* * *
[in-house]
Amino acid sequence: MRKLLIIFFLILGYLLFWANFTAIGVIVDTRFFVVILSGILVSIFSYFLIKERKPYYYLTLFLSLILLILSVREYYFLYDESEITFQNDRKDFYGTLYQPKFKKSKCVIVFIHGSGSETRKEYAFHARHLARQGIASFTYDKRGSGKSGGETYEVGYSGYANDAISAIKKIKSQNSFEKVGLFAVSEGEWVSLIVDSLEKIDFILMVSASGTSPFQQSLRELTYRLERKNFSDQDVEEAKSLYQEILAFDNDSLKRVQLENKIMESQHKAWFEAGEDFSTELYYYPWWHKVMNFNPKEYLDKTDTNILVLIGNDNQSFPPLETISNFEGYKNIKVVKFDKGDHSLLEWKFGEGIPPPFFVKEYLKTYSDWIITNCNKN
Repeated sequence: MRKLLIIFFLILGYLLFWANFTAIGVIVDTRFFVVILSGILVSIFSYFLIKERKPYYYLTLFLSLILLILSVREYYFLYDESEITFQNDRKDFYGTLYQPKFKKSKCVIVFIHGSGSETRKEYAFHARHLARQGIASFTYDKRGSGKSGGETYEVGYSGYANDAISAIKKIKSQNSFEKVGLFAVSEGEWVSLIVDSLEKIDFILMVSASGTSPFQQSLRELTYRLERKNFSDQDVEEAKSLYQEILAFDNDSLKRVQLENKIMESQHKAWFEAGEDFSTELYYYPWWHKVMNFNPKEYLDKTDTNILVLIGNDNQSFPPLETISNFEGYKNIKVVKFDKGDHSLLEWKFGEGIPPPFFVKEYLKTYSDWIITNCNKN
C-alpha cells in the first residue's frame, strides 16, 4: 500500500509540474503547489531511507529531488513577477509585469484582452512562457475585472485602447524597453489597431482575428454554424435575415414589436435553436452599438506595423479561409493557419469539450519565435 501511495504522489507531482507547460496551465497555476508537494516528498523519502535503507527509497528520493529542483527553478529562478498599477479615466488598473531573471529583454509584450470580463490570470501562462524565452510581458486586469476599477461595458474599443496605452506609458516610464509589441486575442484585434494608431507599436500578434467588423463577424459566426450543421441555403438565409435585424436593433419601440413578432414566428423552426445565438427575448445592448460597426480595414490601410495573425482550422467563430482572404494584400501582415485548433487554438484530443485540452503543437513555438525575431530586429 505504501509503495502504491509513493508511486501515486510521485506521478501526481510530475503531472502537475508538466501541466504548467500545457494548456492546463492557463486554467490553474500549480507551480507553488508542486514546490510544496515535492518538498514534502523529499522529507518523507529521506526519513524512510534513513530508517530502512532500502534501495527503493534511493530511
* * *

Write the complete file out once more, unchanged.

[in-house]
Amino acid sequence: MRKLLIIFFLILGYLLFWANFTAIGVIVDTRFFVVILSGILVSIFSYFLIKERKPYYYLTLFLSLILLILSVREYYFLYDESEITFQNDRKDFYGTLYQPKFKKSKCVIVFIHGSGSETRKEYAFHARHLARQGIASFTYDKRGSGKSGGETYEVGYSGYANDAISAIKKIKSQNSFEKVGLFAVSEGEWVSLIVDSLEKIDFILMVSASGTSPFQQSLRELTYRLERKNFSDQDVEEAKSLYQEILAFDNDSLKRVQLENKIMESQHKAWFEAGEDFSTELYYYPWWHKVMNFNPKEYLDKTDTNILVLIGNDNQSFPPLETISNFEGYKNIKVVKFDKGDHSLLEWKFGEGIPPPFFVKEYLKTYSDWIITNCNKN
Repeated sequence: MRKLLIIFFLILGYLLFWANFTAIGVIVDTRFFVVILSGILVSIFSYFLIKERKPYYYLTLFLSLILLILSVREYYFLYDESEITFQNDRKDFYGTLYQPKFKKSKCVIVFIHGSGSETRKEYAFHARHLARQGIASFTYDKRGSGKSGGETYEVGYSGYANDAISAIKKIKSQNSFEKVGLFAVSEGEWVSLIVDSLEKIDFILMVSASGTSPFQQSLRELTYRLERKNFSDQDVEEAKSLYQEILAFDNDSLKRVQLENKIMESQHKAWFEAGEDFSTELYYYPWWHKVMNFNPKEYLDKTDTNILVLIGNDNQSFPPLETISNFEGYKNIKVVKFDKGDHSLLEWKFGEGIPPPFFVKEYLKTYSDWIITNCNKN
C-alpha cells in the first residue's frame, strides 16, 4: 500500500509540474503547489531511507529531488513577477509585469484582452512562457475585472485602447524597453489597431482575428454554424435575415414589436435553436452599438506595423479561409493557419469539450519565435 501511495504522489507531482507547460496551465497555476508537494516528498523519502535503507527509497528520493529542483527553478529562478498599477479615466488598473531573471529583454509584450470580463490570470501562462524565452510581458486586469476599477461595458474599443496605452506609458516610464509589441486575442484585434494608431507599436500578434467588423463577424459566426450543421441555403438565409435585424436593433419601440413578432414566428423552426445565438427575448445592448460597426480595414490601410495573425482550422467563430482572404494584400501582415485548433487554438484530443485540452503543437513555438525575431530586429 505504501509503495502504491509513493508511486501515486510521485506521478501526481510530475503531472502537475508538466501541466504548467500545457494548456492546463492557463486554467490553474500549480507551480507553488508542486514546490510544496515535492518538498514534502523529499522529507518523507529521506526519513524512510534513513530508517530502512532500502534501495527503493534511493530511